Coyote Gulch's Colorado Water
The health of our waters is the principal measure of how we live on the land. -- Luna Leopold

Central Colorado Water Conservancy District

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Monday, May 19, 2008

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Environmental News Network: "As the Kansas Legislative session closes, Governor Kathleen Sebelius has for a third time vetoed a bill that would have allowed a coal generating station in western Kansas to expand by adding two new coal-fired units. It would also have raised electricity rates across the state for the benefit of a single company. 'Throughout this entire Session,' the governor said, 'the legislature has failed to craft a comprehensive energy policy for our state. Here, nearing the end, their one statewide policy is to raise the electric bill of every Kansan.'"

Category: 2008 Presidential Election
6:35:01 PM    

David Sirota (via Politics West): "NYT MAG: Enviro populism threatens the GOP in the West."

Category: Denver November 2008 Election
6:09:44 PM    

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From email from Reclamation (Kara Lamb): "Anticipating the coming run-off and responding to rising inflow, we have increased our releases from Green Mountain Dam again. By this afternoon, the Lower Blue should be running at about 800 cfs."

From email from Reclamation (Erik Knight):

Reclamation has received the May 15th runoff forecast from the Colorado Basin River Forecast Center which predicts the April through July runoff to Blue Mesa to be 40,000 ac-ft greater than previously estimated. This brings the most probable April through July runoff into Blue Mesa to 1.1 million ac-ft which is 153% of average.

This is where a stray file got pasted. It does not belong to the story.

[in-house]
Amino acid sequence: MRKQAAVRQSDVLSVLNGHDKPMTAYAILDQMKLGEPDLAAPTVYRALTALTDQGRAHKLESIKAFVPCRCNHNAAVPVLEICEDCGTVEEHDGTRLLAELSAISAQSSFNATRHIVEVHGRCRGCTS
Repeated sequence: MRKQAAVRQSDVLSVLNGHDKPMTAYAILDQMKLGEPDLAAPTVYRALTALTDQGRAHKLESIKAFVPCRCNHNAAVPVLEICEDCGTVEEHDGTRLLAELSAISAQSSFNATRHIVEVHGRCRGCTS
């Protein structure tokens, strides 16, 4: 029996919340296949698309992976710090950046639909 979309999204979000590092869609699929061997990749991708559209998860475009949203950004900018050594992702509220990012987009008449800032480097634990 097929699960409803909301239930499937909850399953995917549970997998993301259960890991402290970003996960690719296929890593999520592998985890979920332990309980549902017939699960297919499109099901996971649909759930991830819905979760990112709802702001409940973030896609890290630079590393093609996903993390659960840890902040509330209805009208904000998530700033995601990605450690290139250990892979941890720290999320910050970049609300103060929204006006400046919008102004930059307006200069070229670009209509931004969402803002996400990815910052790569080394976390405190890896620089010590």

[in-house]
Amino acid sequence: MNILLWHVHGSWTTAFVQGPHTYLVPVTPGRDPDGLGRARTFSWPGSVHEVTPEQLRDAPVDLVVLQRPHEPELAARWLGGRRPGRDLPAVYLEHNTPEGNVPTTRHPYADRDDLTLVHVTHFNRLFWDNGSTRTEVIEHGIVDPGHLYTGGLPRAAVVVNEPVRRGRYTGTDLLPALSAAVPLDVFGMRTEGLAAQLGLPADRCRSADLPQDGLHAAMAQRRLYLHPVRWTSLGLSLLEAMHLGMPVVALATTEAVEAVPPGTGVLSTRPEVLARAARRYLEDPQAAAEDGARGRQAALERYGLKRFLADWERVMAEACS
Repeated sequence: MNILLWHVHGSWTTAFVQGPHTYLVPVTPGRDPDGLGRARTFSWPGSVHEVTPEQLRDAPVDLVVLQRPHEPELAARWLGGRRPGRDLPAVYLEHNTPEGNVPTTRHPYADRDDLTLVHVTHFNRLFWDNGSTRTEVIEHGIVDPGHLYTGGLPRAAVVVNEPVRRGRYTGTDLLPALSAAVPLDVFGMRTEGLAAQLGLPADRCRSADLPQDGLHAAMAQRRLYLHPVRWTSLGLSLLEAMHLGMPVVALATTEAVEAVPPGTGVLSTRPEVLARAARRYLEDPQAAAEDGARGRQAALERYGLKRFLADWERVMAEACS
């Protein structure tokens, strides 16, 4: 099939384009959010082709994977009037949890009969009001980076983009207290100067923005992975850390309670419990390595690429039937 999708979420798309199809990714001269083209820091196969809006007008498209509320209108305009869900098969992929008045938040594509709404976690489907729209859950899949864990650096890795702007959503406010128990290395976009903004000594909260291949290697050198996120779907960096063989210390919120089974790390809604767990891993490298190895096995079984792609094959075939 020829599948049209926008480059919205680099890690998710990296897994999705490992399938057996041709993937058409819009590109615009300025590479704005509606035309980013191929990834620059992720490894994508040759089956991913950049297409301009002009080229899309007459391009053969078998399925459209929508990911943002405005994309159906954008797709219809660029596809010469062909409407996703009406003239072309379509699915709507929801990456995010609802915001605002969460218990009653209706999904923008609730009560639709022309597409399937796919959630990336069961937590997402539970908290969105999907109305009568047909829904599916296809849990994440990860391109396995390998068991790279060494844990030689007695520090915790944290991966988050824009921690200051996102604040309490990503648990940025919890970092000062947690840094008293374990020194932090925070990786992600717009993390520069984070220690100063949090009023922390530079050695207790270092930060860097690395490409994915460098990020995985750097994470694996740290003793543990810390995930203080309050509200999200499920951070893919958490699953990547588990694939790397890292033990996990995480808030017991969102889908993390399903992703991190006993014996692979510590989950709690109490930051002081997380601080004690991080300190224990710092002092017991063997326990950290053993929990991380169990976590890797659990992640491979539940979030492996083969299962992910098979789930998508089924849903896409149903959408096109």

In addition, we have been gathering input from the public and resource agencies, including the State of Colorado, National Park Service, Fish and Wildlife Service and others, to determine the spring release operation for the Aspinall Unit. These discussions have resulted in a general operation plan comprised of the following goals:

- Attempt to maximize flows of the Gunnison River at Whitewater with a goal of reaching 14,000 cfs by adding flow to the descending limb of the North Fork peak.
- Provide a peak of at least 6,000 cfs in the Black Canyon below the Gunnison Tunnel.
- Attempt to minimize flooding at Delta

Based on information received from the Colorado River Basin Forecast Center on May 15th, the North Fork is most likely to peak around May 21st. Reclamation’s attempt to match the descending limb of this peak will be dependent on the peak’s magnitude and duration, but ramping up could begin toward the middle or end of the week of May 18th, with high releases from Crystal continuing through the Memorial Day Weekend and a portion of the following week. These dates and flowrates are likely to change as runoff conditions fluctuate. Please refer questions to Dan Crabtree at 970-248-0652 or by replying to this email.

Category: Colorado Water
5:59:53 PM